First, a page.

Sometimes, a business will request a short-term note to get them by from today until a certain event occurs in the not-too-distant future. These are often called bridge loans. These are designed to bridge the gap between when cash is needed and the known event that provides the repayment on the debt.
The most common type I have come across is a construction loan where another institution has committed to financing the finished product. The borrower will need funds to have the product built and obtain the local authority’s stamp of approval, before the permanent lender is willing to take over. If you have ever financed a construction loan portion of a SBA 504 take out commitment, you have done a bridge loan. In fact, any temporary financing of the SBA 504 loan, construction involved or not, could be through of as a bridge loan.
The loan should be underwritten assuming if the backside financing does not materialize. Can the lender be comfortable in financing the entire project? What happens if the 504 loan does not fund? The lender should underwrite this as a backup plan.
The second type usually involves an order a company has received which is out of the ordinary. There is typically enough profit margin or other future value for the business owner to consider the request. Completing the order will require extra cost for material, labor, and overhead the company would not incur and may not have now, if they elected to not complete the order. I worked with a road contractor who landed a large project with the state for highway work. The work required additional resources outside of their existing operating line to complete the work.
This required several points to analyze that one typically does not see with a standard loan. First, can the company execute on the contract? Does the company have a history of past experience with this type of work? What if the contractor could not get necessary materials to complete the job? What about work stoppages? Proper permitting? Could the lender have funds outstanding on the bridge loan when the company is not able to finish?
Next, can the customer, in this case the state, are they able to provide timely payment on the contract once completed? The state may be certain to pay, though it may be slow. A buyer in a weaker financial position may not be able to fulfill his obligations on the order.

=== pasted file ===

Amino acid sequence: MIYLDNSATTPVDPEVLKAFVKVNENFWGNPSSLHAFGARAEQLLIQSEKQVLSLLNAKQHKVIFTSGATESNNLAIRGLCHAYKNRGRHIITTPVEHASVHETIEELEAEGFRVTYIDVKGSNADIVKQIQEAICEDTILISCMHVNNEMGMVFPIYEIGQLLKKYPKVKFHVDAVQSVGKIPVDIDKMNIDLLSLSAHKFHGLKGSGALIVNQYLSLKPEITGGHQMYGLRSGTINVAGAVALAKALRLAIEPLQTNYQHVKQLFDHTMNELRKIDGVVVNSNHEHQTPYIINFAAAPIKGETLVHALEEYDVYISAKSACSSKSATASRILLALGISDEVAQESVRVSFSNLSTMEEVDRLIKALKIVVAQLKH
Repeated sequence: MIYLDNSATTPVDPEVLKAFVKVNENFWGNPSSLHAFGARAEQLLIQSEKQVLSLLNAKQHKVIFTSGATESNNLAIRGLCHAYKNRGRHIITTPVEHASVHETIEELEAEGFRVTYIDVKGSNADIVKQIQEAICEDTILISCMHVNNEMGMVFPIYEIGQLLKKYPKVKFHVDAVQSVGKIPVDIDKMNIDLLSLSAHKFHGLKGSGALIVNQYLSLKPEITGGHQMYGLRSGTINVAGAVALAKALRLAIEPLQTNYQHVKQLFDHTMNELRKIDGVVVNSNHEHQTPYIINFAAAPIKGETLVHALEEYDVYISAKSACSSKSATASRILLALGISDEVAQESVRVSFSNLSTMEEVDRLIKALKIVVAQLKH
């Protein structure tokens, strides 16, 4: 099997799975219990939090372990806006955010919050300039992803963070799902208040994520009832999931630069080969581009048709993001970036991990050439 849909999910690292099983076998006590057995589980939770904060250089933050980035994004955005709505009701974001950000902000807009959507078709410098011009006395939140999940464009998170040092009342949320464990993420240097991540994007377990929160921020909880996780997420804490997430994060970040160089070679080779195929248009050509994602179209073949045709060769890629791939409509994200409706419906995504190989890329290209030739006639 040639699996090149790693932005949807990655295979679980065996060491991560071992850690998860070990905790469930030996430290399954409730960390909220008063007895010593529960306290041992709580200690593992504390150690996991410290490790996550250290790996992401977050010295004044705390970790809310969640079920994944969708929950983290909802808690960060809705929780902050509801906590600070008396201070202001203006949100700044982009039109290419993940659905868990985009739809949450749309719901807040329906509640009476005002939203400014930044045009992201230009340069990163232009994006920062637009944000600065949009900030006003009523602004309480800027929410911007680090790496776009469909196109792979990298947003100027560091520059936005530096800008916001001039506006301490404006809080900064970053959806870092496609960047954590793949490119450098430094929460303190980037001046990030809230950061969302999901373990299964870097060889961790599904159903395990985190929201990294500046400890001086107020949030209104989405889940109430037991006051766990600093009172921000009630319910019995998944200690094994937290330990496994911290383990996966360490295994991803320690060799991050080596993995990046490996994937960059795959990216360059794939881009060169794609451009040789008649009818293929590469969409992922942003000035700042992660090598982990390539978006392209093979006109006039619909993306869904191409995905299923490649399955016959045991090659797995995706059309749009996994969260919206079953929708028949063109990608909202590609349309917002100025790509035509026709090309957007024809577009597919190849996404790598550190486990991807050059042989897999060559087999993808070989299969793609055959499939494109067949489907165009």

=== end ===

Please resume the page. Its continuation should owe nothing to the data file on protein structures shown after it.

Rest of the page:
If the product is not produced or payment is not made, what other impacts will there be on your client operationally, financially, or reputation-wise?
Each case requires the analyst to assess the back-up plan and underwrite that to terms of an acceptable loan in terms of structure, guarantees, and collateral. If you cannot create a reasonable structure if the event does not occur, then you will have a problem loan if things do not materialize as planned. If you cannot create a fall back financing plan that works, perhaps it is best to pass on the opportunity.
The maturity of the loan should match the expected time of payment. Don’t just look at a 3 or 6-month term. If the payment is supposed to hit 101 days from the day of closing, select a term to match that to help the line police itself. Since these terms are short and there may be a higher risk to the credit, the lender should charge a larger fee. The interest should be on a variable rate to keep the margin intact.
Don’t go into a bridge loan without collateral. Consider taking a negative pledge on the asset involved in the event. Take additional collateral to shore up the risk and help prevent the borrower from leveraging other assets if the cash flow gets tight.
When it comes to a bridge loan, the lender should remember Murphy’s Law, “If something goes wrong, it usually will, and at the most inopportune time.” Given this, understand your backup lending plan, structure the loan correctly, get substantial collateral, and get paid for your risk. In the end, you will be pleasantly surprised if things work according to plan and adequately protected if your bridge loan turns into a permanent financing vehicle.